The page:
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Dec
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Interview with Alan Wilkie, Part Two

Here is the second part of my interview with Alan Wilkie, who has just concluded a stint as Top Referee Instructor for the JFA. It appeared in Weekly Soccer Magazine on the 23rd November.

In last week’s column former English Premier League referee Alan Wilkie provided his opinions on the stadiums, fans and players in Japan. Having come here to assist in referee development though, what are his thoughts on the men in the middle?

Well, upon arrival a year and a half ago, some differences were immediately clear.

“Referees would not manage or engage with the players – communication was a big problem. My initial impression was that referees in Japan referee in isolation, they are not part of the game they are peripheral to the game. That was one of the main things we had to break down as a team of coaches.”

How did the Japanese officials take to being told what they were doing wrong though?

“Once people recognised that I had something to offer the support and the camaraderie in the JFA refereeing team was very good. There are some very good people working in the JFA.

“What I try to do is influence people, I don’t tell anybody anything. I try to persuade them and give them a good example.”

The biggest problem, he believes, lies not in the ability of the officials, but in their confidence.

“The issue in Japan is that most of the referees are very, very self-conscious and self-deprecating. I will not allow the de-brief to be ‘you did this wrong, you did this wrong’. The way that I de-brief is that I get people to accept that they may have been able to do things a little better, and it works.”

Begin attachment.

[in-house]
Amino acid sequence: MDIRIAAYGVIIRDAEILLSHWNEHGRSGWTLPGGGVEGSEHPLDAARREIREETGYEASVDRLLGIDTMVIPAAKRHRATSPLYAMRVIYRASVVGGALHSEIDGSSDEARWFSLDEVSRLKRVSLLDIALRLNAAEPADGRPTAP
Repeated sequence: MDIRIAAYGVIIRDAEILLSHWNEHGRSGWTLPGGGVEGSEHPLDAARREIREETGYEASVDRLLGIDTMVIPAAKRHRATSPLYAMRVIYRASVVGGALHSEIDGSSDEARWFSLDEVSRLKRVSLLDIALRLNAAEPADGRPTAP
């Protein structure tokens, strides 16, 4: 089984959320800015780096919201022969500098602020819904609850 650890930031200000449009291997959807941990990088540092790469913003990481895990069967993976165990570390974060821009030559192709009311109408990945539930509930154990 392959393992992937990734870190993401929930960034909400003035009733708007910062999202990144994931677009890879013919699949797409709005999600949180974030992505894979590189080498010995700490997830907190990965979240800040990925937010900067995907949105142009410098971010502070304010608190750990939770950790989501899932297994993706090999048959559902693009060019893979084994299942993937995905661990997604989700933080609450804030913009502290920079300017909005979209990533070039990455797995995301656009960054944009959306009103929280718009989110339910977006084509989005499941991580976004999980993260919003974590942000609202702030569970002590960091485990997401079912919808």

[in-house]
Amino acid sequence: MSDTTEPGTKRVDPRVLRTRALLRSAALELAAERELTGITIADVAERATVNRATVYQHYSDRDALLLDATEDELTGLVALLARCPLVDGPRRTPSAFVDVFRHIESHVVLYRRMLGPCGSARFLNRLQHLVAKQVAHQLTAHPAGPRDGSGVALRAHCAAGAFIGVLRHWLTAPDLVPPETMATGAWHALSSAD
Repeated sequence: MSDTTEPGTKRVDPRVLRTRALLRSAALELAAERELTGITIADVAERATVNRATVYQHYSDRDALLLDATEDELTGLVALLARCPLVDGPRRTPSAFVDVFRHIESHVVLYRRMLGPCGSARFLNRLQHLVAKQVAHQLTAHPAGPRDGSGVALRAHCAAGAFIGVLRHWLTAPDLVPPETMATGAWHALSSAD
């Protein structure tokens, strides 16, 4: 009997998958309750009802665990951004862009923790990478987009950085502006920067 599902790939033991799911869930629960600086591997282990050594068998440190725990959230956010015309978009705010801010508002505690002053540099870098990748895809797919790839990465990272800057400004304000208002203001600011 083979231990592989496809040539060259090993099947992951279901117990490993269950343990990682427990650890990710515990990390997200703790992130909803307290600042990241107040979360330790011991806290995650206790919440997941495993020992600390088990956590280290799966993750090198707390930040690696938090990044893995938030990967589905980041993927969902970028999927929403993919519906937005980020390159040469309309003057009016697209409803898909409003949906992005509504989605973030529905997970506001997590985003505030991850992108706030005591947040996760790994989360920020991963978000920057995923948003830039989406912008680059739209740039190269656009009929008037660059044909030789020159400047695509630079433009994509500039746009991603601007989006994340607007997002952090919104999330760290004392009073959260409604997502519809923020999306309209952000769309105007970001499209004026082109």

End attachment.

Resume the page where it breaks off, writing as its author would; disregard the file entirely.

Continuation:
Increased confidence results in increased respect – something Alan does not believe Japanese referees receive much of at the moment.

“In Japan, cautions mean nothing. You can tell nobody cares by the demeanour of the player when the referee’s cautioning him, he’ll just walk away and wave his hand. That shows complete disrespect and I’m trying to get the referees to change the yellow to a second yellow and red because it’s dissent.”

Diving and other gamesmanship is also on the rise, but Alan is surprisingly not totally against this.

“It doesn’t matter whether I think it’s negative or not, this is football. If the J.League wishes to be in the top 10, or perhaps the top 5, in the world, they will have to be able to compete and deal with exaggeration, overreaction and gamesmanship.”

2010 was a fantastic year for one J.League referee – Yuichi Nishimura, who was 4th official at the World Cup Final – and Alan is very proud of the 38-year-old’s achievement.

“Nishimura was my best pupil. The way that he handles and uses his body and the way that he engages with players is European. That’s why he’s a success.”

He also has a lot of respect for his boss, Yasuhiro Matsuzaki.

“[He] has football and refereeing at heart. His vision is to see football in Japan develop into a European style. I admire his vision very much and think he’s much-maligned and much misunderstood.”

So, as his time here comes to a close, what are his final thoughts?

“The best thing is seeing progress, seeing success, seeing referees develop. [But]I’m not finished! This is ongoing. I keep saying to the referees that if you sit and look at the good things you’ve done you’ll be left behind. Keep going.”

And has he learned anything to take back to England with him?

“I’m taking away masses and masses of training techniques because in Japan the methods of training leave England way behind. Every time they do a practical training session there’s two football teams there. In England we pretend and make referees be players, can you believe that?!”

Recent changes at the top of Japanese football also encourage him, and he expects big things of the game here in the future.

“There is a change of chairman in the J.League and I have great faith in his vision. [Kazumi Ohigashi] gives me the impression of being a man of integrity and direction.”

“Junji Ogura; I have great aspirations for him. I think he will be monumental in the development of football. Great vision and also an extremely nice man. Sometimes they don’t go hand in hand, but I think with him you will get results. I quite seriously have great hope for Japan, I really do.”


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